Thursday, March 26, 2009
Simple Afternoons with a Preschooler
My little William is a handful. He is chunky and loud and cute and doesn't stop talking ALL DAY LONG. Right when I found out I was pregnant with baby #5, Will stopped taking his afternoon naps. And oh how I need some quiet in the afternoons!
My oldest son Sam was the same way. He dropped his nap by the time he was two, and I was pregnant and tired. That is when I first instituted an afternoon "quiet time" for an hour. I would give him a pile of books and he would stay in his room "reading" or playing quietly for an hour. My middle two children took naps until they were 6 and 5 so I never needed to start a "quiet time" with them...by the time they stopped napping, they started going to school!
Earlier this school year, Will would nap daily, Sam would play quietly on the computer, and I would nap or read or journal every afternoon. Now the scenario is that Sam plays on the computer, and Will wanders about LOUDLY or I reluctantly put in a video for him so that I can rest. But it's never truly quiet or restful when a TV is on.
So I am have been wanting to institute a daily "quiet time" for Will. It's been on the back-burner of the brain for a few months. Recently I read this post on creating quiet time bins for young ones and I knew I had found the answer for Will! I am also intrigued by these "preschool activities in a bag" and have been debating buying this book and hosting a swap. This would give Will something focused to do when I am trying to work one-on-one with Sam in the mornings...because he is a constant LOUD interruption...have I mentioned that Will is really loud!?! :)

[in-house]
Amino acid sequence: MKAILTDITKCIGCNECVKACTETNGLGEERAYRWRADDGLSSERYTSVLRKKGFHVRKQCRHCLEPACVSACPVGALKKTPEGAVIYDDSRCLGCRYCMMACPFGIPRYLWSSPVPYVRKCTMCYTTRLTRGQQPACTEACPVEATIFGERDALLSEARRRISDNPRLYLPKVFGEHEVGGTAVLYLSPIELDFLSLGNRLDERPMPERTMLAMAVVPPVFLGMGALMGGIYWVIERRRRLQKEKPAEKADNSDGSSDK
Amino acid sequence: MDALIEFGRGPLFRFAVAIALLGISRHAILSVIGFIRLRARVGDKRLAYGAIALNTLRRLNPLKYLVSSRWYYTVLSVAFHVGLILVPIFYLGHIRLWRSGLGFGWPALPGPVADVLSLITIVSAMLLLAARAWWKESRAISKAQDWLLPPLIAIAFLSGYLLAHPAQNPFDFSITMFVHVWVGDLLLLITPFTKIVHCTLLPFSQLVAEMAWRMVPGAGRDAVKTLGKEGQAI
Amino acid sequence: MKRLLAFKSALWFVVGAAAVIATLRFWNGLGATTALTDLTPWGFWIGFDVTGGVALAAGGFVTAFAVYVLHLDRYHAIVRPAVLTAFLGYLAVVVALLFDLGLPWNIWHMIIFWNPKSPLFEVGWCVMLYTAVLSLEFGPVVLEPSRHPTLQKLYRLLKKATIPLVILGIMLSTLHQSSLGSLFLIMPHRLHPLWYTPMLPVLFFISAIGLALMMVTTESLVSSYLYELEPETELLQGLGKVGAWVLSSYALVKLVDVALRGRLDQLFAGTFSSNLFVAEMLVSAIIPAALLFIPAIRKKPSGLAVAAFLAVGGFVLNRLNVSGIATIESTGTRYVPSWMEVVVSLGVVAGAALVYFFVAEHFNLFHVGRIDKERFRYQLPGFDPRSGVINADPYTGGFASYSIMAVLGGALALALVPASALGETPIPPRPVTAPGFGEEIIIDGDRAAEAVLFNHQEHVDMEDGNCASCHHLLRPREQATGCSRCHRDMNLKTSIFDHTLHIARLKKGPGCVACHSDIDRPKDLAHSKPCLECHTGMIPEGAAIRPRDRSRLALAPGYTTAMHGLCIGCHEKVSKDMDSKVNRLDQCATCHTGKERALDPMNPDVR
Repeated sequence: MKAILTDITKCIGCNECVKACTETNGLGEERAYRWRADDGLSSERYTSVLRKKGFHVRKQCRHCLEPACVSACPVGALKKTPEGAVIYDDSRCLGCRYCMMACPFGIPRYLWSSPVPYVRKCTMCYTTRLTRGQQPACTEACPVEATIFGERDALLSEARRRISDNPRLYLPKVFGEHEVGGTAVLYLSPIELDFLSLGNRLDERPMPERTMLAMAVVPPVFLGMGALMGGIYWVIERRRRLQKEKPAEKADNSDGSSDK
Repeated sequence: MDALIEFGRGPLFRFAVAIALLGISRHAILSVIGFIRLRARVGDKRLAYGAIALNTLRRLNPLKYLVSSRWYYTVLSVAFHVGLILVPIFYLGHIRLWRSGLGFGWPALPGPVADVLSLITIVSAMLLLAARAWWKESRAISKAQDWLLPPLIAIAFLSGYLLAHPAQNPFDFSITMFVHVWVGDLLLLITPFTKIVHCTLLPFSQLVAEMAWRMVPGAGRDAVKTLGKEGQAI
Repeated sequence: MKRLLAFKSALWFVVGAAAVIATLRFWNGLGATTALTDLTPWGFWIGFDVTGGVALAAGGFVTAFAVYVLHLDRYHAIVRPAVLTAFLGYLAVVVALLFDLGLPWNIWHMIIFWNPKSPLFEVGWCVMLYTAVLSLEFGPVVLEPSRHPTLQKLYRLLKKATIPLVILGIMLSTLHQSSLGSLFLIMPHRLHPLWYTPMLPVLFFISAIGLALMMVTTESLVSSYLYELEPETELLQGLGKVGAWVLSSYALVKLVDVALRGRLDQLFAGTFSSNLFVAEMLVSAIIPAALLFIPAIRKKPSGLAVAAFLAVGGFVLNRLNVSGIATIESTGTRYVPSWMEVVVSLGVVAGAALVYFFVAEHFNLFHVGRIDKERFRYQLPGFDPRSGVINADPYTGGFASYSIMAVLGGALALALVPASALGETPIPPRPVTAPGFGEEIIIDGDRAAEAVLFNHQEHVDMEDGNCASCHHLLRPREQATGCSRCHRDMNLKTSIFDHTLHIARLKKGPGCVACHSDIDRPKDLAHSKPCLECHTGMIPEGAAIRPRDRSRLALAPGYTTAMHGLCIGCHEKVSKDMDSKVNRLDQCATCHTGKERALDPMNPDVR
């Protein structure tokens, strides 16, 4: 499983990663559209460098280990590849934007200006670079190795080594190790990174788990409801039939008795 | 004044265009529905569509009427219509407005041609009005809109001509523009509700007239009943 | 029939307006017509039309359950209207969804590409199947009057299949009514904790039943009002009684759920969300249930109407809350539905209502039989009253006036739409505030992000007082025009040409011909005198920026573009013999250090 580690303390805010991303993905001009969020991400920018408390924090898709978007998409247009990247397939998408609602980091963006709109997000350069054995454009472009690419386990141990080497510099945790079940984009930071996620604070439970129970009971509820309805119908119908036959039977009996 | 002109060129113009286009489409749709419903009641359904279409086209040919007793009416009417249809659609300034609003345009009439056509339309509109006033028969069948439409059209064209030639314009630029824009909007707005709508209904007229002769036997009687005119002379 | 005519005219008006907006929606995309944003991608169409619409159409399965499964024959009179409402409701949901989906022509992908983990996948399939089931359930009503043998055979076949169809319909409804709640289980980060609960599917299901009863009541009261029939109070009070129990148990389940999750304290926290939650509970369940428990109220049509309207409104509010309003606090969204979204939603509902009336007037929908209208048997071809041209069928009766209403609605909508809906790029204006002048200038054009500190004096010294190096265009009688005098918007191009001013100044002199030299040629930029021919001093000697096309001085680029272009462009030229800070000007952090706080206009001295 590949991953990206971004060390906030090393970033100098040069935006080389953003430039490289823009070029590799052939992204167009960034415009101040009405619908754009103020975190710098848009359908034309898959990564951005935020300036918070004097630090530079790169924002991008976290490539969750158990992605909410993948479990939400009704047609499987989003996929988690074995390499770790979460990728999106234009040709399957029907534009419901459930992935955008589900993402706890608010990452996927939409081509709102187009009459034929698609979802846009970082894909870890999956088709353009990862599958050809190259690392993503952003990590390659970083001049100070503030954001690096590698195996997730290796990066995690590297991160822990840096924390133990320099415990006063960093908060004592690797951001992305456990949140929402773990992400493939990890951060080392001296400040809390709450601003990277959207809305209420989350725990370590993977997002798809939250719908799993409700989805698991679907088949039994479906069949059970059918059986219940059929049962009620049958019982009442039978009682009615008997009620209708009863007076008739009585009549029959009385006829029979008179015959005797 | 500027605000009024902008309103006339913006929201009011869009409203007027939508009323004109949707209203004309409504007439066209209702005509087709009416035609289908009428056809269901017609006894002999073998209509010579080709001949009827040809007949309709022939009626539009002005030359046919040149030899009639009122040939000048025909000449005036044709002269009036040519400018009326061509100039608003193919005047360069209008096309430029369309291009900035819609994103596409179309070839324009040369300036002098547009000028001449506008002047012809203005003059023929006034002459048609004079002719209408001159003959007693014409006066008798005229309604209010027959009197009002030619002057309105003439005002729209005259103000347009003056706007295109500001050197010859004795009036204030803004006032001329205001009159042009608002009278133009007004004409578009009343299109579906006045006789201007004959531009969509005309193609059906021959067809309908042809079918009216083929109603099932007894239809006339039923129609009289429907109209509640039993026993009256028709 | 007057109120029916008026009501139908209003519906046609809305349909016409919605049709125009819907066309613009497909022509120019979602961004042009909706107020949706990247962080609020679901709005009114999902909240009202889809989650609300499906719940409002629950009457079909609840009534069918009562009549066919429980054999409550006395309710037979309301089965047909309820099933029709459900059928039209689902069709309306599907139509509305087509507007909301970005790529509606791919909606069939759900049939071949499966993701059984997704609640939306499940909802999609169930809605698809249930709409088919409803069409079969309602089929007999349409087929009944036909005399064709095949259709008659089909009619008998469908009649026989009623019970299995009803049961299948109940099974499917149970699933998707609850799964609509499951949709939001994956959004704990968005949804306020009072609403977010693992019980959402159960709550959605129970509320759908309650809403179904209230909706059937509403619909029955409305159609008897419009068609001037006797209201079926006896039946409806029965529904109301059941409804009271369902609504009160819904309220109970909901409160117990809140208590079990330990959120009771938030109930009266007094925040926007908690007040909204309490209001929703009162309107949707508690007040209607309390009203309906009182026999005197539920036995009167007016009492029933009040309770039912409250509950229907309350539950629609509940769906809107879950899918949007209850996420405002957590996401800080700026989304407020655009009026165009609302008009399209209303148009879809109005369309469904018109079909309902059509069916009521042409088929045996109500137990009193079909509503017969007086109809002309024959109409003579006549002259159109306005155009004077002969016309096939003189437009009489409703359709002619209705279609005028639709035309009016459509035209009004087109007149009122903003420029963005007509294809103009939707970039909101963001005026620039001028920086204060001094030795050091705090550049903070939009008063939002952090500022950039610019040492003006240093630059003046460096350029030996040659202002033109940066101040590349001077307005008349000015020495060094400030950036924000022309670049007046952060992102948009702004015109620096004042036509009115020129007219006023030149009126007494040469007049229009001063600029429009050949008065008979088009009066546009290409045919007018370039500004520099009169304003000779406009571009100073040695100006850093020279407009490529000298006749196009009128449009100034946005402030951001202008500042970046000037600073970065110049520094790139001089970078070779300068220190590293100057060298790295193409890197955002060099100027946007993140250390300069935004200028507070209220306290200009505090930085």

So I have been busy pulling together some goodies for his quiet time bags. I didn't want to use plastic bins, so I have been happily sewing some simple drawstring bags and embroidering the days of the week on the front of each one in this free font and using some denim material I found at the thrift shop a while back. I am seeking to use what I already have. Inside each bag is going a few books and I have also set aside some wooden stringing characters, lacing cards, pipe cleaners, peg/shapes sorter toy, puzzles, etc....one activity for each bag. I am going to give him a bag each day to play with in his room and will start him off with 30 minutes alone and move up to an hour. Even though I know he won't play with those items the whole time, I think it will help settle him down, give him items to look forward to seeing again, and then maybe he'll just start playing or looking at others things in his room.
Being healthy and having margin means working towards small spaces of quiet and rest in our days. We need this. It helps us refresh, pray, refocus, and gives us a renewal in our relationships with each other. Regrouping and re-creating.
How do you find spaces of quiet when you have a toddler/preschooler at home?